Hello, outcasts and underdogs —
Welcome to the final week of BOYCOTT ESTHER! If you haven’t seen it yet (first of all — reserve fast!), the show is unique in that a vast majority of the action is focused in the bedroom of the title character Esther, as she engages with the fast-paced social media-scape. That means, for that vast majority, Alison Ormsby (Esther) — in a “stunning, pitch-perfect performance” according to The Inquirer — is the only actor on stage!
I asked Alison a few questions for our closing week (actually, in the style of ESTHER’s digital world, I emailed them to her). Here’s what she had to say.
This isn't your first Azuka show. Azuka is very locally-focused. What are some of your favorite spots in Philly and why?
So many so many. There is a special place in my heart for the Ritz theaters and they are my coziest love provoking spots. I love Studio 34 for its movements toward inclusion and workshops. I love every space that has outdoor elements! I feel I’m in a special position because I also went to college in Center City, so there are many little spots that have emotional memories for me!
We like to celebrate the OutCATS and UnderDOGS of the Azuka family. Do you have any pets?
Not living with me currently, but I have several four legged friends in my life!!
Now to ESTHER. Movements like #MeToo, and a life like Esther’s, would be impossible without social media. What do you think are the most significant ways in which social media has changed the way you live your life, and interacted with politics and social movements?
I try to view social media as a tool to better connect to my immediate environment. There was definitely a time when I used its power to escape, but I feel it works its magic best when it helps connect me to where I really am! I’ve been able to find community events (political and non) through social media that I wouldn’t have known of otherwise. Also—It’s allowed me to follow complete strangers who I think have really valuable insight, which is a gift.
And because of that social media in the show, the stage is surrounded by screens, which you’re interacting with. In what ways do you think technology has and will continue to impact theatre, and how communication is represented on stage?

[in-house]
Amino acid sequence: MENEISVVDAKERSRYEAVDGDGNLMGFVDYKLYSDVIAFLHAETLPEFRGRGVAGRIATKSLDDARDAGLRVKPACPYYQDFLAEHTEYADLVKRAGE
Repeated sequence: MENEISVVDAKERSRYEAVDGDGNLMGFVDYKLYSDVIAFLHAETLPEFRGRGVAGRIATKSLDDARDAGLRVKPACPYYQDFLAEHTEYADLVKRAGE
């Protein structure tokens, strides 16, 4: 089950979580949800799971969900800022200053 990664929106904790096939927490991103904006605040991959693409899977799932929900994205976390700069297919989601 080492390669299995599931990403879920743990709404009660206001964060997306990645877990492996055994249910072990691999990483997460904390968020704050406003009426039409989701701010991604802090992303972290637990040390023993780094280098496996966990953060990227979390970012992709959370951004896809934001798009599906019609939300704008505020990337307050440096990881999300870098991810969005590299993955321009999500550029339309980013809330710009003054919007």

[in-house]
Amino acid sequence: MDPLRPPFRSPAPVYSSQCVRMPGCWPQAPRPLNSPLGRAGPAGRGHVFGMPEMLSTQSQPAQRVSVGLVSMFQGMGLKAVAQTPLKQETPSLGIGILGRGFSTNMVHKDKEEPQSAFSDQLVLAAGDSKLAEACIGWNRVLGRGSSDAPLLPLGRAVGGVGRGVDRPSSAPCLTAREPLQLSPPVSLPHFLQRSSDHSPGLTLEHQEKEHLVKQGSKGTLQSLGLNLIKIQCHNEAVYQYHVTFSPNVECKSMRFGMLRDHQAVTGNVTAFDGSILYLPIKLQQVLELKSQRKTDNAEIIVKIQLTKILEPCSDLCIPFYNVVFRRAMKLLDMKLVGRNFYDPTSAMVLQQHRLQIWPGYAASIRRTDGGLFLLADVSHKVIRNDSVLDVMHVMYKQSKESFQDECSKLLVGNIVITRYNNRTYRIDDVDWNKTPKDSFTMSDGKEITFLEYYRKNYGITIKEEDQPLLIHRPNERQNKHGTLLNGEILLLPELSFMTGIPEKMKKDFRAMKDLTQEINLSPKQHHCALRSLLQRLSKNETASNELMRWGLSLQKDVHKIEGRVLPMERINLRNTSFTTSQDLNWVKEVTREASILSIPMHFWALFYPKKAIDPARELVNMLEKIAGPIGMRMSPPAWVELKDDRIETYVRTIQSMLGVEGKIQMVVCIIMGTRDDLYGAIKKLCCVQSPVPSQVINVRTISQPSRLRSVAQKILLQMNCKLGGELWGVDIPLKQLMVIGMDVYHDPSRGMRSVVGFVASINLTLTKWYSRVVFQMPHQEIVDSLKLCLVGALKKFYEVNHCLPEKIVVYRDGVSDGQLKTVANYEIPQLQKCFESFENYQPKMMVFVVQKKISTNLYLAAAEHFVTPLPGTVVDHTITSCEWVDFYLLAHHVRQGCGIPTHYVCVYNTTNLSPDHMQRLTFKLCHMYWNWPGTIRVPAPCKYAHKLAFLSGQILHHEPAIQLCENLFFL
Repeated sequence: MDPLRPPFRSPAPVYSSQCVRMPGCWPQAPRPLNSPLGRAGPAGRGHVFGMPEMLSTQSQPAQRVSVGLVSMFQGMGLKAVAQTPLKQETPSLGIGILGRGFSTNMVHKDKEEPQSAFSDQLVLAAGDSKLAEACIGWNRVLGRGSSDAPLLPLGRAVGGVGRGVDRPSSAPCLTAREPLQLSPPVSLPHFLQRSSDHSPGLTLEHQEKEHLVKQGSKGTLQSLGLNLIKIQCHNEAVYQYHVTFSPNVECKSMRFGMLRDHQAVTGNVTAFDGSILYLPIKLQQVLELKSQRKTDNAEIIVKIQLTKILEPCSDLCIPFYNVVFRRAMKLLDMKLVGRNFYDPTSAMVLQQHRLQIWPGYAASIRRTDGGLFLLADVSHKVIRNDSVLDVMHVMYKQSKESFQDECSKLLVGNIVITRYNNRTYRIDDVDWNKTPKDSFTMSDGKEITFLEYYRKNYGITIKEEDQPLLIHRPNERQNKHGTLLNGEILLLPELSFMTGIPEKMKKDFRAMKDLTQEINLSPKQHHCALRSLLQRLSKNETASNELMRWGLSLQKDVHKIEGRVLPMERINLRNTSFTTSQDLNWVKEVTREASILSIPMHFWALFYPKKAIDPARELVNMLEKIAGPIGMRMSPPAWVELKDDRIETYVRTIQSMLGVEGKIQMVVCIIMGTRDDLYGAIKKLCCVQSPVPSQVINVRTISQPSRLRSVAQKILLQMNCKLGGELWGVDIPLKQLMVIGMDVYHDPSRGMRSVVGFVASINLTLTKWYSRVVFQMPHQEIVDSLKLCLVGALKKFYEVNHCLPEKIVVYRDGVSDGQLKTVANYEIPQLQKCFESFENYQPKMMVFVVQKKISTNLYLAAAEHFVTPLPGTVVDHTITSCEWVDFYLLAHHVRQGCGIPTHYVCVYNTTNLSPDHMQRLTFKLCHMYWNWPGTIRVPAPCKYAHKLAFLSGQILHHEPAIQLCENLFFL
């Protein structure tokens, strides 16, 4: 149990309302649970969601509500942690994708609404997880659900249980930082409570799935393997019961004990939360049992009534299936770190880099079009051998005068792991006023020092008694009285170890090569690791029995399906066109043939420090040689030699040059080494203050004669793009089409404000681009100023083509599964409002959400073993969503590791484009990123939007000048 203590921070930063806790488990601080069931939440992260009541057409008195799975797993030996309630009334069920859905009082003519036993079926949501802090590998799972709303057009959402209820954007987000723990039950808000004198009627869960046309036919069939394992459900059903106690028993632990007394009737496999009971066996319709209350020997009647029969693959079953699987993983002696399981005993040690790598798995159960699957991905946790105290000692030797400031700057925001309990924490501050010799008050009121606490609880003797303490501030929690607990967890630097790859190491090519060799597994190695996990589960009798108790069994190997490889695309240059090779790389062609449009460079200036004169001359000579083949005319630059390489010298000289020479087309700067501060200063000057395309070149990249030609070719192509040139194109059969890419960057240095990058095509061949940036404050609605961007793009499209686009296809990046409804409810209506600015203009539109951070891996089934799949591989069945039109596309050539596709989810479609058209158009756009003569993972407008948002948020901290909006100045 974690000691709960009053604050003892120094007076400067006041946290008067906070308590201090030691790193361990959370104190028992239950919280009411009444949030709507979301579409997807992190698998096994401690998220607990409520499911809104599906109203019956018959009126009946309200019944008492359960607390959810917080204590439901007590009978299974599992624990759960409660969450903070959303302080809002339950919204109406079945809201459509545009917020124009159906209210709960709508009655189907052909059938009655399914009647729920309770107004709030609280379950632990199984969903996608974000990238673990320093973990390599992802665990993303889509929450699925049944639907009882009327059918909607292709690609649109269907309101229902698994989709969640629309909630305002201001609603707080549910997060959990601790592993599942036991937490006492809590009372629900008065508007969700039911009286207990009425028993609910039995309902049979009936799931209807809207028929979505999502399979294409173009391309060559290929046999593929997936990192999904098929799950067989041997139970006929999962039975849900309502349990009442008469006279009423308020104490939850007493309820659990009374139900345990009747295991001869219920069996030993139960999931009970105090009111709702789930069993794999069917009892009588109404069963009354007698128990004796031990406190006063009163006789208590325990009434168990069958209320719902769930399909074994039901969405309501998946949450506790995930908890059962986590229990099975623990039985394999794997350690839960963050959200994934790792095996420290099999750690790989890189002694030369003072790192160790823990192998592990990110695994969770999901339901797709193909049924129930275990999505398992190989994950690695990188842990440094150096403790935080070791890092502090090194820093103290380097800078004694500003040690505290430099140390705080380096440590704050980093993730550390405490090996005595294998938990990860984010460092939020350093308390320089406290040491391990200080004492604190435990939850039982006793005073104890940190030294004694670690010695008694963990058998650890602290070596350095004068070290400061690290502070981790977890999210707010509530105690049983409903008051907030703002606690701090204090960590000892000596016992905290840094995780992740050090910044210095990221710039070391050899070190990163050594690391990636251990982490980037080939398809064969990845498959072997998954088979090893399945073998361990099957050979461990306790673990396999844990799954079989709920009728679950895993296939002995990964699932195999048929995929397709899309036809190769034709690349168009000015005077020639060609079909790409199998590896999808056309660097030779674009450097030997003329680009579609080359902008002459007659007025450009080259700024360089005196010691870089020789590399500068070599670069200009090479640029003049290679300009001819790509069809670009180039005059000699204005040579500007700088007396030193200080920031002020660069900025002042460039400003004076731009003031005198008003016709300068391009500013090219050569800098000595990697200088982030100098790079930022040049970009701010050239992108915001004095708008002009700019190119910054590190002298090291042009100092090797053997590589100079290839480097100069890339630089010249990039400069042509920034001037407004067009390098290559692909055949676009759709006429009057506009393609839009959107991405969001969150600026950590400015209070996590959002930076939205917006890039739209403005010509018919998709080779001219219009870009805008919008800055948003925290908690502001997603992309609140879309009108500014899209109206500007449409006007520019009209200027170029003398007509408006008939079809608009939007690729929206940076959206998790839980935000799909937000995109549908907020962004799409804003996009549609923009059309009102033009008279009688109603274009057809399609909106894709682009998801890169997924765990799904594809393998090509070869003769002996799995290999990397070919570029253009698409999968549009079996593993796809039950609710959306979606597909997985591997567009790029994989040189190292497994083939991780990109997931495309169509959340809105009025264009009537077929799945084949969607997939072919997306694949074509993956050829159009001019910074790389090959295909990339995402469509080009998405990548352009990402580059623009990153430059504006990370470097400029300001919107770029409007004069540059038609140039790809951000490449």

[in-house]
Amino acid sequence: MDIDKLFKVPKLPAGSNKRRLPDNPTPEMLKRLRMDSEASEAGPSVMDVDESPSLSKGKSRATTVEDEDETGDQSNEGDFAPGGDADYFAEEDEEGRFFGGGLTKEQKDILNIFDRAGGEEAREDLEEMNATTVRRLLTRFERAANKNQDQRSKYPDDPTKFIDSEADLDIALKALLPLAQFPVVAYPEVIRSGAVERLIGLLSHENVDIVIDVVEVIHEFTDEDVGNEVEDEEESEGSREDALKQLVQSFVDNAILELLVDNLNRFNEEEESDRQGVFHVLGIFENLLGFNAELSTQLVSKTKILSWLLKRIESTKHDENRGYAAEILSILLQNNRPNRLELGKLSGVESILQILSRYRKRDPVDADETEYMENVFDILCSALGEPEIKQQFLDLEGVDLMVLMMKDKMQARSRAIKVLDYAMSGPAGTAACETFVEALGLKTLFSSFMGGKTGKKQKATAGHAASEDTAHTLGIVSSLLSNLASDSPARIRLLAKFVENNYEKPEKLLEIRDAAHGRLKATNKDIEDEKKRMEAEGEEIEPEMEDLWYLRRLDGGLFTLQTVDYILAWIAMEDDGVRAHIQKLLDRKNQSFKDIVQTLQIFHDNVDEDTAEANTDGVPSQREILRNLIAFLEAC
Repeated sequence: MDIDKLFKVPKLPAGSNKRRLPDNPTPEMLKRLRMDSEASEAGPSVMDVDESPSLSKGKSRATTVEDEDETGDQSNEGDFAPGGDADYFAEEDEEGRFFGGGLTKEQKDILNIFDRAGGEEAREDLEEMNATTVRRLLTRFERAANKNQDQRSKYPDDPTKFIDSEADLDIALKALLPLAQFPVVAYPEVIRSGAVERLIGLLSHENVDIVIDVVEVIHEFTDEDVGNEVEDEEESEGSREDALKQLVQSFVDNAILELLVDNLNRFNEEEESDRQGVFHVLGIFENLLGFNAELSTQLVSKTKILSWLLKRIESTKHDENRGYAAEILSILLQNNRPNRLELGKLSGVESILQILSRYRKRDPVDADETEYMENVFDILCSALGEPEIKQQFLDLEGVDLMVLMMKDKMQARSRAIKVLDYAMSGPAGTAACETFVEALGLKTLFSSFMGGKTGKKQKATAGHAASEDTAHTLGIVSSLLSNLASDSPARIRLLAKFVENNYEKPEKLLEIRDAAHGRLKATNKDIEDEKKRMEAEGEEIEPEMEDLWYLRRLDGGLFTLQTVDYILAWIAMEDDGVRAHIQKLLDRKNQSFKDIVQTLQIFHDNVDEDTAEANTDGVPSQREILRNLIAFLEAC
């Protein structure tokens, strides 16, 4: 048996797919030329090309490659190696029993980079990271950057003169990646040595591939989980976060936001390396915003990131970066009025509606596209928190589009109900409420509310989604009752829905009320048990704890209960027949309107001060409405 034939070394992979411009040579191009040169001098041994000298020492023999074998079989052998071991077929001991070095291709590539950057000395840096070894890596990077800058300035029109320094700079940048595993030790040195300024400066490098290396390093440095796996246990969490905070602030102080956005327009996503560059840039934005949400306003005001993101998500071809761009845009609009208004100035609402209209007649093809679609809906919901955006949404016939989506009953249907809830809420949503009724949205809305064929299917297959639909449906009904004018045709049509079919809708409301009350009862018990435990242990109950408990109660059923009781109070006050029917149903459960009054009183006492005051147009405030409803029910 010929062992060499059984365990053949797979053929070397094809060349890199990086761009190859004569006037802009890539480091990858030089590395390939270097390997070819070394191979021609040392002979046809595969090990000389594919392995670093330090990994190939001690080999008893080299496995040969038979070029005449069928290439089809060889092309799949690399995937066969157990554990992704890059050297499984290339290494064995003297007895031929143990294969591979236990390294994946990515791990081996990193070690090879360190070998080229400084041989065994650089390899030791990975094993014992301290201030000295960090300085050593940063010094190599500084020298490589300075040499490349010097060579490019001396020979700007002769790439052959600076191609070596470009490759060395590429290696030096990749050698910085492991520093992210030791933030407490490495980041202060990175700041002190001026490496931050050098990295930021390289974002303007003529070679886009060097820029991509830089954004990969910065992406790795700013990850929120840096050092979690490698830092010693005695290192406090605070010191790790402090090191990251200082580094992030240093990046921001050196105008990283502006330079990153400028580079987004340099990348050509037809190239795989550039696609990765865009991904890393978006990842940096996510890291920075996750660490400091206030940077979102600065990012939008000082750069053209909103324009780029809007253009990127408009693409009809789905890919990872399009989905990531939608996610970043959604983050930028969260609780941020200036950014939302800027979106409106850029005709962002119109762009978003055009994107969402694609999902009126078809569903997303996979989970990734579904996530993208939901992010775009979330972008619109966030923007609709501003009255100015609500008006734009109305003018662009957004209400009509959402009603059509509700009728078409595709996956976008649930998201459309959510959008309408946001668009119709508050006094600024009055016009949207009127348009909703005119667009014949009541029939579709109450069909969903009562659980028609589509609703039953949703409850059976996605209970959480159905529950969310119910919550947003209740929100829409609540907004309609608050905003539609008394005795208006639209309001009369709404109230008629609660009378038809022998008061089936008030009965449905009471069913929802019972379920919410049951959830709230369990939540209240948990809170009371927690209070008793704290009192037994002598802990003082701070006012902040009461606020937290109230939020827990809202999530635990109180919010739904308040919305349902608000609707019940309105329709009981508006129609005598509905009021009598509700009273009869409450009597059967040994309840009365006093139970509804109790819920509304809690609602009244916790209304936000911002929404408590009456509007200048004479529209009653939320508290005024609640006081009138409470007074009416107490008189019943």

I think something great about technology is that it has mass marketing abilities. Promoting a show online can be a creative way to include others in the conversation about themes or ideas before they even see the content! I think it also allows for a platform for a group to digest work collectively. Something a few of us in the cast were talking about backstage the other night was the delicious possibility of pre-show! The avenues for including the audience in the experience can be so sensory—they could be watching a movie clip or listening to podcasts or tasting something that gets them into the right mindset for their next moments in the dark. Technology definitely helps with opening the doors to that sort of exploration.
On stage, we have so many unique opportunities to share secrets. That excites me a lot. The audience has an opportunity to access a level of the character that the character might not even know about! Secret communication is something I find really exciting.
If you could update and act in any older play, but add modern technology -- what would you choose and how would you update it?
I have a few production dreams about Tennessee Williams’ Cat On A Hot Tin Roof which include a remote control car and Brick as an actual Brick. Would love some tech in there. Maybe Maggie has a web series?! Options!
Please let me know when that is in production (let us all know.) Thanks so much for taking the time, Alison! Readers, how has social media impacted your life? And how do you see evolving technology changing the worlds of the theatre you see?
BOYCOTT ESTHER must close THIS SUNDAY the 19th. We hope to see you there!